In a recently published study, Liu and collaborators analyzed the multi-wavelength observations of this event to find the heights and positions of the jet and CME. From this analysis, they determined that the coronal jet triggered the release of material to form the CME, which then erupted into space — with the jet at its core — at speeds of over 1000 km/s.

    Based on observed clues of the magnetic field configurations, the team has put together a theory for how this event unfolded. They believe that sudden magnetic reconnection in an active region accelerated plasma to form a large-scale coronal jet. This burst of energy also provided a push on a blob of gas, threaded with magnetic field lines, that lay above the jet. The blob then rose, and when the field lines broke, it was released as a CME with the jet at its core.


    Jiajia Liu et al 2015 ApJ 813 115. doi:10.1088/0004-637X/813/2/115

    See the full article here .

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  • richardmitnick 5:36 pm on December 1, 2014 Permalink | Reply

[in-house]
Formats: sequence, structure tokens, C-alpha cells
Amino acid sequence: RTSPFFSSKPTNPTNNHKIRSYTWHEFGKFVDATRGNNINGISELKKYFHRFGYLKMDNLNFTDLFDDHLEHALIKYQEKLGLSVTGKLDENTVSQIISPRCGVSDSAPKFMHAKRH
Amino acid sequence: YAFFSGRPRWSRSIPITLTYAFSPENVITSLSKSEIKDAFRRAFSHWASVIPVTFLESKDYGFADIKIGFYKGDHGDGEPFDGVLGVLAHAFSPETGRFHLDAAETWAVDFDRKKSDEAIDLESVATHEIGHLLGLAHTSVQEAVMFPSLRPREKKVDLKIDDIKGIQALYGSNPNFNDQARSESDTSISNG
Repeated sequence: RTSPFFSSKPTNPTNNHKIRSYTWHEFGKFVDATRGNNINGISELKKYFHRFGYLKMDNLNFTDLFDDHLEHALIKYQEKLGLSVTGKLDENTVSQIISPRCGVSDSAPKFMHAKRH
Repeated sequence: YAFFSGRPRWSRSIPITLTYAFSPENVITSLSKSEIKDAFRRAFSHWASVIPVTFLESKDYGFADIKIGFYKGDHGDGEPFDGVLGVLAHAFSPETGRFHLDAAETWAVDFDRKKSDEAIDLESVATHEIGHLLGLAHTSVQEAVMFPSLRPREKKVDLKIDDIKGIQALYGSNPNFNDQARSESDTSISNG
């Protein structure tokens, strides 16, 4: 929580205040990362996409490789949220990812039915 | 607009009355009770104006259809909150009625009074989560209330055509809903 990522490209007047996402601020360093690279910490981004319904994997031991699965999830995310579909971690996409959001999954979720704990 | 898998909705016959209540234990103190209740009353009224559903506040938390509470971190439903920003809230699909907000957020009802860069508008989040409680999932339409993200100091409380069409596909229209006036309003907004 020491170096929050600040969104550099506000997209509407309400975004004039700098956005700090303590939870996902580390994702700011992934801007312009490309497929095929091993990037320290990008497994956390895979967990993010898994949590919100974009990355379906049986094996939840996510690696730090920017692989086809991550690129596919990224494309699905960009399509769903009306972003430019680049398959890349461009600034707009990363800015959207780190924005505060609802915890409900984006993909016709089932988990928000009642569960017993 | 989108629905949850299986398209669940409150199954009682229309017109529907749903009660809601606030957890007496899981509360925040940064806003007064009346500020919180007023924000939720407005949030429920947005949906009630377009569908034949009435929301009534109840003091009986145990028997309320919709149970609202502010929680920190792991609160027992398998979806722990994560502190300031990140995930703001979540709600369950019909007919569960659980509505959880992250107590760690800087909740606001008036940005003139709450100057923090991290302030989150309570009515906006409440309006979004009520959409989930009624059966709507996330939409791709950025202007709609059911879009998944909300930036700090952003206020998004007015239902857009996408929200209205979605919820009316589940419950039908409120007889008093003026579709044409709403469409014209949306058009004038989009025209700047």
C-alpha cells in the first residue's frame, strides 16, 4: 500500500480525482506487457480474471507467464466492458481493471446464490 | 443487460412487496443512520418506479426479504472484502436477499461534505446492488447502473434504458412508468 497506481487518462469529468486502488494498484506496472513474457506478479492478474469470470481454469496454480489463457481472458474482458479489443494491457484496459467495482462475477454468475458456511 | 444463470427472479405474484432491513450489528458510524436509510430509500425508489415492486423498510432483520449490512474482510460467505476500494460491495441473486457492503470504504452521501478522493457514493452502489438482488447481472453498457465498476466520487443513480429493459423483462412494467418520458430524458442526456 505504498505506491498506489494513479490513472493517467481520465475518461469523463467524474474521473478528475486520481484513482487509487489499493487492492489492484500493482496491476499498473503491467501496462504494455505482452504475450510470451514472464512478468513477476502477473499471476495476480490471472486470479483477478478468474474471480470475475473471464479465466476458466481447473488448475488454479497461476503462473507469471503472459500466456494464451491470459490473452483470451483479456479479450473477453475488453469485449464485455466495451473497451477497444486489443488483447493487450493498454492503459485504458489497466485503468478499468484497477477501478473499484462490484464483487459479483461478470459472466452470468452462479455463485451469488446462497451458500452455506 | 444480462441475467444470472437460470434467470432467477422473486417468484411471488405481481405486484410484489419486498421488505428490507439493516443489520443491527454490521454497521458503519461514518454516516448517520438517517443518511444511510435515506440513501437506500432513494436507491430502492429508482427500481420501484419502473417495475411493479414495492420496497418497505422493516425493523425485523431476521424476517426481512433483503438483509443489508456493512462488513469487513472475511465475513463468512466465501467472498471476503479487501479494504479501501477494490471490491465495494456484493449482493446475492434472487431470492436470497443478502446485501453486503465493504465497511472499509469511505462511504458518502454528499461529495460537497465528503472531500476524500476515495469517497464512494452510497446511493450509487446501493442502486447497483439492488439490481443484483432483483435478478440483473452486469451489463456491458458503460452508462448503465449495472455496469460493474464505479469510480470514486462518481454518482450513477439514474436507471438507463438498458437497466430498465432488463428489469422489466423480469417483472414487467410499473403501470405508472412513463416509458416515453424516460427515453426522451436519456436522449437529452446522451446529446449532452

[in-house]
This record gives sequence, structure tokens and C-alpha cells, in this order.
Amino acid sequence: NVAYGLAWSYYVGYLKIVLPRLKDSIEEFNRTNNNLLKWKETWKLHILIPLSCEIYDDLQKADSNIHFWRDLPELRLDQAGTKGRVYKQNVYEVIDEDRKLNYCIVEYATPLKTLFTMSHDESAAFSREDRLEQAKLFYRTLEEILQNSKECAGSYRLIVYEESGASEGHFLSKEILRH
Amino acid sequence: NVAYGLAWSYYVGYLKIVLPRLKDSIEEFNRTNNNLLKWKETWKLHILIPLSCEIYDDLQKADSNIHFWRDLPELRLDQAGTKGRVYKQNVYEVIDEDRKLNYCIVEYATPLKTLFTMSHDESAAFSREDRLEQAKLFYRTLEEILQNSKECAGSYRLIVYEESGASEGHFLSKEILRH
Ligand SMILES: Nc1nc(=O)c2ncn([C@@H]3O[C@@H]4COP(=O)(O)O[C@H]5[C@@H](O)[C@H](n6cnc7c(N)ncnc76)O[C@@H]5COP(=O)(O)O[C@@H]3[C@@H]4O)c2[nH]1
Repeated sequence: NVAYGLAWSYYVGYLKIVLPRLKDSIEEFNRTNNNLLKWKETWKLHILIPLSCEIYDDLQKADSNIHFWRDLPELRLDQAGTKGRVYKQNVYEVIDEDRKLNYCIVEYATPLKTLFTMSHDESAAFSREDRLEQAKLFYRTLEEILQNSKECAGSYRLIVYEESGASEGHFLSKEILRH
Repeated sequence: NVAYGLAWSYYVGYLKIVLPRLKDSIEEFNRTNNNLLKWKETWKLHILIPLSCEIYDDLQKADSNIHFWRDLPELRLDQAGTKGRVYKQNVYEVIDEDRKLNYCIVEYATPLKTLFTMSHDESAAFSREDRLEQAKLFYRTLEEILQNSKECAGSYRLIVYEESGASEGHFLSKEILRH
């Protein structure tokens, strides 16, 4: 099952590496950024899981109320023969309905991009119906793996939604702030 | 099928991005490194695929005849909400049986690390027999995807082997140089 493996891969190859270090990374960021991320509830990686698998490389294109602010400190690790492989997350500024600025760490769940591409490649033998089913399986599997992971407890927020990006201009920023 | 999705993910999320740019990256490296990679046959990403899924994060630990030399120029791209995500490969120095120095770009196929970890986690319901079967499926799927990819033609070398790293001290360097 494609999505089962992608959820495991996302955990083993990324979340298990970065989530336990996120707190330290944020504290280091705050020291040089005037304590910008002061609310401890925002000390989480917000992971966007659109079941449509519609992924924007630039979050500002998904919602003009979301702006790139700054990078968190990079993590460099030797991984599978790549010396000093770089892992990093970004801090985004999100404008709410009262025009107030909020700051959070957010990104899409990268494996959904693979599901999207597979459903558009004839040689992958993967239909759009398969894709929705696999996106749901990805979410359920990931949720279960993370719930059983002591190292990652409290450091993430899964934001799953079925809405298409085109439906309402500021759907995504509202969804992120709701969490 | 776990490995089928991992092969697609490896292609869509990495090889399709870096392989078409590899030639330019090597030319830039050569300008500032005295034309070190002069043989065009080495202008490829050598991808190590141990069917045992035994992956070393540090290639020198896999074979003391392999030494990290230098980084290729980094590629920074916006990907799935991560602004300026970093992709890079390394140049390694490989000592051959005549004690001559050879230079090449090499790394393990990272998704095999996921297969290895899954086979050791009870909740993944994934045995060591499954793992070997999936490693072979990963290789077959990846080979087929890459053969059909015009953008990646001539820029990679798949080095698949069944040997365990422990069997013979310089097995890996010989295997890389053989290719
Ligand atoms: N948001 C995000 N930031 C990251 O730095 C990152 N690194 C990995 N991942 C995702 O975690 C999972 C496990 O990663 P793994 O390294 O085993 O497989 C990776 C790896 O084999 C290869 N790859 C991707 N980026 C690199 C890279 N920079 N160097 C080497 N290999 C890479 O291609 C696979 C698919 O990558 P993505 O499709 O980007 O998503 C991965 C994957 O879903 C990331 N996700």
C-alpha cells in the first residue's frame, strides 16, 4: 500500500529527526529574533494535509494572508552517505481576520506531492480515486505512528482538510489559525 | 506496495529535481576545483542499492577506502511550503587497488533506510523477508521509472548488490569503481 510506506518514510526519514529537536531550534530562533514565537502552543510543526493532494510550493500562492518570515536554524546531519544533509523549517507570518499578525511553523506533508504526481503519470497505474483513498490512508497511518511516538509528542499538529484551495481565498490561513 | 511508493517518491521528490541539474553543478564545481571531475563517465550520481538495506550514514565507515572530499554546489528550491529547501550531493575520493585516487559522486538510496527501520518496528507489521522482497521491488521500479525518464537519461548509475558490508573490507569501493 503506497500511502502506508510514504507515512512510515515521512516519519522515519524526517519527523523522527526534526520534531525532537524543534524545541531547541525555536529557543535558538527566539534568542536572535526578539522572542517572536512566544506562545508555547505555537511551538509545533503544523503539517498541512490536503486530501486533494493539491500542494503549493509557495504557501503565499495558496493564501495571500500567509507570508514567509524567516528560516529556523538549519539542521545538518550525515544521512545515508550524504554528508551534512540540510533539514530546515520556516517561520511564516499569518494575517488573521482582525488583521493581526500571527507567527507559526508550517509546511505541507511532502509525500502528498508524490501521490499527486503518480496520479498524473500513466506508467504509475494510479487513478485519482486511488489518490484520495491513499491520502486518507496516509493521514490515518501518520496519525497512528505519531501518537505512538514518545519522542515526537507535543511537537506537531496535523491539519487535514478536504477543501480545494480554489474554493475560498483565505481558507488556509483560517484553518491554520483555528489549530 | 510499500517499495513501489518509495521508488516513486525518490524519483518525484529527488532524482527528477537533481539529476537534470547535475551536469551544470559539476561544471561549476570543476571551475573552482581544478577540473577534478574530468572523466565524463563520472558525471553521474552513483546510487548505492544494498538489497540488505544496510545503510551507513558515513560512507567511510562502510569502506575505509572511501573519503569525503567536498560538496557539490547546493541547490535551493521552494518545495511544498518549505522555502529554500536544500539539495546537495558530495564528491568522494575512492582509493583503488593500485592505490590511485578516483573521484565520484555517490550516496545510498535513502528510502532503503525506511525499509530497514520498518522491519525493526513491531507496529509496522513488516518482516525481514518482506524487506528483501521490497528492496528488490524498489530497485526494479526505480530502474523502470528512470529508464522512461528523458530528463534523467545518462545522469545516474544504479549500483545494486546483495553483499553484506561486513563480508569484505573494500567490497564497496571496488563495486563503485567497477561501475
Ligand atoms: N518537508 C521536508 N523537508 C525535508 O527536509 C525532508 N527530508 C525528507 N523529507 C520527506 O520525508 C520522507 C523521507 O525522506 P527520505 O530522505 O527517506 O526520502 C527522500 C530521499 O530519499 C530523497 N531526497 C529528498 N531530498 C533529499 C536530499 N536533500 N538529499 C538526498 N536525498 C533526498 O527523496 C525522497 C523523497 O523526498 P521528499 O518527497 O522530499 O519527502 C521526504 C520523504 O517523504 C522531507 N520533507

Tags: , , , , , NASA SOHO   

    From ESA: “Comet ISON disintegrates” 

    European Space Agency

    No Writer Credit

    Some had hoped comet ISON would be the comet of the century, lighting Earth’s skies during the latter months of 2013. Instead, it was barely visible for ground-based observers, but the Solar and Heliospheric Observatory (SOHO) had a ring-side seat to watch its disintegration.

    This new view of Comet C/2012 S1 (ISON) was taken with the TRAPPIST national telescope at ESO’s La Silla Observatory on the morning of Friday 15 November 2013. Comet ISON was first spotted in our skies in September 2012, and will make its closest approach to the Sun in late November 2013.

    ESO TRAPPIST telescope
    ESO Trappist Interior
    ESO/Trappist national telescope

    ESO LaSilla Long View

    TRAPPIST has been monitoring comet ISON since mid-October, using broad-band filters like those used in this image. It has also been using special narrow-band filters which isolate the emission of various gases, allowing astronomers to count how many molecules of each type are released by the comet.

    Comet ISON was fairly quiet until 1 November 2013, when a first outburst doubled the amount of gas emitted by the comet. On 13 November, just before this image was taken, a second giant outburst shook the comet, increasing its activity by a factor of ten. It is now bright enough to be seen with a good pair of binoculars from a dark site, in the morning skies towards the East. Over the past couple of nights, the comet has stabilised at its new level of activity.